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New Blood: Does the NFL have a problem coaching young quarterbacks?

johnnymanziel

Johnny Manziel
As the NFL playoffs continue to rumble on, the majority of football teams are already looking to the offseason, and as heads roll in front offices throughout the league (among other teams, the 49ers, Bills, and Jets are all currently without head coaches), it seems a safe assumption that certain teams will also e undergoing major changes on the field too, and that seems most prominent at the quarterback position. And it seems that when it comes to overhauling QBs throughout the league, it seems around half of them (certainly half from Bucky Brooks’ list) are rather young. This raises an interesting question: do NFL teams have a problem with coaching young quarterbacks?

Looking at the current “elite” crop of quarterbacks in the league, it becomes clear that all of them other than Andrew Luck are seasoned veterans (think Brady, Manning, Rogers, Romo, and Roethlisberger). Obviously players who have been in the league longer have more time to prove themselves, but that ties into the problem coaches seem to have with younger players; they don’t get given that chance to prove themselves.

For evidence of this, look no further than the New York Jets, who appear to be in the market for both a quarterback and certainly for a coach, and their approach to playing Geno Smith, especially in his rookie year when Sanchez was still the backup. Now, Smith’s career stats certainly aren’t going to set the world on fire, but when watching him play, the thing that really stuck out was the limited time he actually spent on the field. He was a rookie on a pretty lacklustre Jets squad and would make rookie mistakes and would then sometimes get benched for the second half of a game while Sanchez came in. With young quarterbacks, it seems wiser to allow them to make mistakes, given they’ll need to adjust to not only an offensive system, but also the difficulty of playing professional football after college.

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Another case of a team who are poised to kick a young quarterback to the curb are none other than the Cleveland Browns, who drafted the high-profile college player Johnny Manziel.

Personally, I’ve never been an advocate for Manziel at the pro level, but watching him flounder in the starts he was given (after Hoyer played some ugly games) and then reading that the Browns might be drafting a quarterback for the upcoming season illustrates that, perhaps in the wake of Andrew Luck’s success with the Colts (given that, like Peyton Manning before him, Luck essentially is that team), most coaches seem to expect their rookie quarterbacks, especially the ones drafted in the first round, to appear and revolutionise the team they’re on.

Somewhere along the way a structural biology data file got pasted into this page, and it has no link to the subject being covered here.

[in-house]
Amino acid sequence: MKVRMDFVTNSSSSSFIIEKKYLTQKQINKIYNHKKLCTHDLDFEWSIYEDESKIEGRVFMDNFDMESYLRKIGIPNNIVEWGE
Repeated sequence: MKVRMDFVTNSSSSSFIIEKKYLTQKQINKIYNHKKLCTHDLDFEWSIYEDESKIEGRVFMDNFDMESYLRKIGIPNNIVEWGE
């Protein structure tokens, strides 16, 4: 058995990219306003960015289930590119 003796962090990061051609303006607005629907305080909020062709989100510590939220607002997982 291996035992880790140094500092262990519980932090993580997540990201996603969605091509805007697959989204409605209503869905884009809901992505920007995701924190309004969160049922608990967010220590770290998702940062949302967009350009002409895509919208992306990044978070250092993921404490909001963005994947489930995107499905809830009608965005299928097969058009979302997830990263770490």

Of course, the NFL is a “what have you done for me lately” league, and veteran coaches and quarterbacks aren’t immune to that – just look at Bill Belichick answering “we’re on to Buffalo” to every question at a press conference after the Patriots loss to Kansas this season – but everyone seems to consider a first round draft pick to essentially be a ticket to the playoffs.

Perhaps it would be a bit extreme to say that NFL teams don’t know how to approach coaching young quarterbacks, it seems more that their expectations have been inflated by the understandable need for a franchise quarterback. Some teams will hold on to quarterbacks for years in the hope that they’ll develop into franchise calibre players, like the Bears with Jay Cutler, who also seem to be looking for a quarterback after this season and the “buyer’s remorse” that’s allegedly surrounded him this year. All in all it seems as if NFL coaches need to temper their expectations for young players; not every rookie quarterback can be Andrew Luck, after all.

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